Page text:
I would endorse this as well - grammatical texts are useful for refining your understanding of the structure of a language.

Tentatively-- grammatical texts have a complex relationship with language. They can be somewhat useful but still go astray because they're for a different language, with the classic example being grammar based on Latin being used to occasionally force English out of its normal use.

I suspect the same happens when formal grammar is used to claim that casual and/or spoken English is wrong.

Yes, accurate grammars are better than inaccurate grammars. But I think you are focusing too much on the negative effects and not noticing the positive effects. It is hard to notice people's understanding of grammar except when they make a mistake or correct someone else, both of which are generally negative effects.

Americans are generally not taught English grammar, but often are taught a foreign language, including grammar. Huge numbers of them claim that studying the foreign grammar helped them understand English grammar. Of course, they know the gramm... (read more)

1[anonymous]7yModern descriptive [https://en.wikipedia.org/wiki/Linguistic_description] grammars (like this one [https://en.wikipedia.org/wiki/The_Cambridge_Grammar_of_the_English_Language]) aren't anywhere near that bad.

Bad Concepts Repository

by moridinamael 1 min read27th Jun 2013204 comments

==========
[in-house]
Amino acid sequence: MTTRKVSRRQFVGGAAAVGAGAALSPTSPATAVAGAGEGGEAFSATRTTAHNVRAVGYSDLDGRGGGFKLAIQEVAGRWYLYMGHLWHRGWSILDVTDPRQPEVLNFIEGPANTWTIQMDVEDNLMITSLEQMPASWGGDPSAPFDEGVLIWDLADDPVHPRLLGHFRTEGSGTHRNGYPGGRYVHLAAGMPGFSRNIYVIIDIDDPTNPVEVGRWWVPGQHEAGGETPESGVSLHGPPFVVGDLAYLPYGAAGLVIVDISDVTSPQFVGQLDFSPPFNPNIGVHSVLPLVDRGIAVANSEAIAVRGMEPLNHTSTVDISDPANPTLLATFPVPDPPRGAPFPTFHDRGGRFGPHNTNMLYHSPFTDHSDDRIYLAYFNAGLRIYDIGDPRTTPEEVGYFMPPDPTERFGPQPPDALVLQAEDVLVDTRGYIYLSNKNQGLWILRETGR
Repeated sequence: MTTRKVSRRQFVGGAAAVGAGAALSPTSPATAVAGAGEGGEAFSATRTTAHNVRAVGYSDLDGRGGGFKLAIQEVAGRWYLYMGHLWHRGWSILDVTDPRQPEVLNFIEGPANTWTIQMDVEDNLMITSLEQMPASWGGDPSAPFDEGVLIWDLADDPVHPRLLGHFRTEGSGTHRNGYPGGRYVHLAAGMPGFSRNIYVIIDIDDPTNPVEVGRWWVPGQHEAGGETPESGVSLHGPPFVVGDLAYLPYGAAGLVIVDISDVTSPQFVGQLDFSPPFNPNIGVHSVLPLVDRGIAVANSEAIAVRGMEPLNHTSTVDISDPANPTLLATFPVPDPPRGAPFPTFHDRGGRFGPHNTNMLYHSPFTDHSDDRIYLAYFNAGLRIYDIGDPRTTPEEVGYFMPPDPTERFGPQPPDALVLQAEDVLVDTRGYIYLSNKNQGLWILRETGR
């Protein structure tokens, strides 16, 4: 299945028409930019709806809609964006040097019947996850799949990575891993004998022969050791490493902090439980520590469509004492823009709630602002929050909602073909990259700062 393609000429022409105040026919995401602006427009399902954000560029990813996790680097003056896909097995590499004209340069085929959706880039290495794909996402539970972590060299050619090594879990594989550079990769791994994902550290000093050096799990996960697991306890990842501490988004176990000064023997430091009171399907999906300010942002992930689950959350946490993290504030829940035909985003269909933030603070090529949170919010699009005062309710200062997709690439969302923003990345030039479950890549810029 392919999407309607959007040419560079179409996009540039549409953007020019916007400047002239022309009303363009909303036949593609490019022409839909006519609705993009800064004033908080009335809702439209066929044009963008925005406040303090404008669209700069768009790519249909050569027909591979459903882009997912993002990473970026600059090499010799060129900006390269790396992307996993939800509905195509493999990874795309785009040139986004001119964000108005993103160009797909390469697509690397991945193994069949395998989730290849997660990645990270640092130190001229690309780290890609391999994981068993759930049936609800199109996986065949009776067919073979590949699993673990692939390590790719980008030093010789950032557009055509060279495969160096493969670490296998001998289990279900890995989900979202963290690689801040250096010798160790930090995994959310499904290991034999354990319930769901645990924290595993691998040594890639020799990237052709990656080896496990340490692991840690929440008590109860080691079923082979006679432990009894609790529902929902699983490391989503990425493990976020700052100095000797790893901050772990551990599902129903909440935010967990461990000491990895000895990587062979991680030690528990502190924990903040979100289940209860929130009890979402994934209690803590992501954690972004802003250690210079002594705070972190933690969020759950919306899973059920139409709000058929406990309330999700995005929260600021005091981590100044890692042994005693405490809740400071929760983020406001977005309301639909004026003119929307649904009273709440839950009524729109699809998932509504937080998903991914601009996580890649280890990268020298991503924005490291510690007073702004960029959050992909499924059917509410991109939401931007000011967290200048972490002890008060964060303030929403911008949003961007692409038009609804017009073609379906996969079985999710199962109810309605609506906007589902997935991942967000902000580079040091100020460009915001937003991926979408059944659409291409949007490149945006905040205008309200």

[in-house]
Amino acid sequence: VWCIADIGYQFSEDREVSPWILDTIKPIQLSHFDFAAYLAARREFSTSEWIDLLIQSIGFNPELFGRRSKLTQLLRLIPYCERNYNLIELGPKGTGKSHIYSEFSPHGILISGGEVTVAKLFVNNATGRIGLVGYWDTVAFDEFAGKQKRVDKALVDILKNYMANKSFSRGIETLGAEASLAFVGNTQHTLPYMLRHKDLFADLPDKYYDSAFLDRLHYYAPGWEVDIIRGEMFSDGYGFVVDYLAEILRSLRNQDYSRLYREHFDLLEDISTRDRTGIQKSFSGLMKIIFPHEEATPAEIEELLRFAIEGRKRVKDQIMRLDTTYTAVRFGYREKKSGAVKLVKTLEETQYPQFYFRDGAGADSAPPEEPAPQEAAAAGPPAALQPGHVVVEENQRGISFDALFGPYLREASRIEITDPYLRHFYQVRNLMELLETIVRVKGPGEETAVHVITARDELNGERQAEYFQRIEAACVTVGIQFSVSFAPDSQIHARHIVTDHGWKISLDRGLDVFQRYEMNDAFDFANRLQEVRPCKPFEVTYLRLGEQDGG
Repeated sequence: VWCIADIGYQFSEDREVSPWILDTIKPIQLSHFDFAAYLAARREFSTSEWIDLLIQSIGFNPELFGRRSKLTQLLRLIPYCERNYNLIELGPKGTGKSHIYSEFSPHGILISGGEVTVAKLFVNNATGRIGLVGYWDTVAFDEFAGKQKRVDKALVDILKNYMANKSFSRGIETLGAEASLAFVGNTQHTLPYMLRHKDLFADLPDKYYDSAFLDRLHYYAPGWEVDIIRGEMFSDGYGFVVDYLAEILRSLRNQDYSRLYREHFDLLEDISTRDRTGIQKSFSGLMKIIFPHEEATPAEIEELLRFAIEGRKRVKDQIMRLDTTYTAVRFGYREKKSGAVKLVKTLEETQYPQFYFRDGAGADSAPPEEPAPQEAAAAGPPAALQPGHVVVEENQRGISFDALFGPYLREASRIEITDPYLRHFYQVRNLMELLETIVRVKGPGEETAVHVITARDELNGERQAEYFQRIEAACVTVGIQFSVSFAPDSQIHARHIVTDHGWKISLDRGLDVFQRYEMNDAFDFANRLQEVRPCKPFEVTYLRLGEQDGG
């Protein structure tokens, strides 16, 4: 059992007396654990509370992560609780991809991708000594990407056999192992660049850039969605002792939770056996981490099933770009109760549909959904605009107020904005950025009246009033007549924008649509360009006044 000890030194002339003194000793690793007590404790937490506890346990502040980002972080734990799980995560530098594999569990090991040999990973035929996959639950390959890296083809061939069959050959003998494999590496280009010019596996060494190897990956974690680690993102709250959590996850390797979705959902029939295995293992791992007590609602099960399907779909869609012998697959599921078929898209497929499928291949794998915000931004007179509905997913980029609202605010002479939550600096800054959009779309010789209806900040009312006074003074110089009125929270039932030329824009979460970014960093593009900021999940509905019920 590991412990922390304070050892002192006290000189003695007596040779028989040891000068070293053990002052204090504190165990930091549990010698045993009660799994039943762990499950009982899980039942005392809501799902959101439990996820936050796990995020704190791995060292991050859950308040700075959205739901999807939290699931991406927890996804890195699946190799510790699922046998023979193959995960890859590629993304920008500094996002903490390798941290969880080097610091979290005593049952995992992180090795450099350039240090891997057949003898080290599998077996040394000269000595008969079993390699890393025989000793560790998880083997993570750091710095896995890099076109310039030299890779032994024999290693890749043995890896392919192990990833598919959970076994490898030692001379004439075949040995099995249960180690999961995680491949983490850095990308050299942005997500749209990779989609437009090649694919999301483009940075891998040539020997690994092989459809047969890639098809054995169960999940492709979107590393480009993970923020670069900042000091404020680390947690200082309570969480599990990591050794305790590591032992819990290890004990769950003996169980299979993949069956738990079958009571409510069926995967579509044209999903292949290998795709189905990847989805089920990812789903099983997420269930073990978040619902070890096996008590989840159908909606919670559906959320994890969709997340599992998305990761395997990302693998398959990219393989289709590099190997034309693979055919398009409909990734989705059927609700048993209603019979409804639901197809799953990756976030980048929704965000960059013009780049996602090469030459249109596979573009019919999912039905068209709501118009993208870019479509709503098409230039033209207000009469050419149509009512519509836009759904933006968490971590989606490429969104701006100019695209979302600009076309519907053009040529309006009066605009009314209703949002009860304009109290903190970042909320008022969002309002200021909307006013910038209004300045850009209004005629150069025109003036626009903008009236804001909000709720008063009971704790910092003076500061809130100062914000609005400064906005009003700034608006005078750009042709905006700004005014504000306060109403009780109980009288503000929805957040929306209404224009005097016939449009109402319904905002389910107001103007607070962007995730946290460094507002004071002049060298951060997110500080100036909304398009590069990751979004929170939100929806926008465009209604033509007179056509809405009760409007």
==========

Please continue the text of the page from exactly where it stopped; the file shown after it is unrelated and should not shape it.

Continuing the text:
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We recently established a successful Useful Concepts Repository.  It got me thinking about all the useless or actively harmful concepts I had carried around for in some cases most of my life before seeing them for what they were.  Then it occurred to me that I probably still have some poisonous concepts lurking in my mind, and I thought creating this thread might be one way to discover what they are.

I'll start us off with one simple example:  The Bohr model of the atom as it is taught in school is a dangerous thing to keep in your head for too long.  I graduated from high school believing that it was basically a correct physical representation of atoms.  (And I went to a *good* high school.)  Some may say that the Bohr model serves a useful role as a lie-to-children to bridge understanding to the true physics, but if so, why do so many adults still think atoms look like concentric circular orbits of electrons around a nucleus?  

There's one hallmark of truly bad concepts: they actively work against correct induction.  Thinking in terms of the Bohr model actively prevents you from understanding molecular bonding and, really, everything about how an atom can serve as a functional piece of a real thing like a protein or a diamond.

Bad concepts don't have to be scientific.  Religion is held to be a pretty harmful concept around here.  There are certain political theories which might qualify, except I expect that one man's harmful political concept is another man's core value system, so as usual we should probably stay away from politics.  But I welcome input as fuzzy as common folk advice you receive that turned out to be really costly.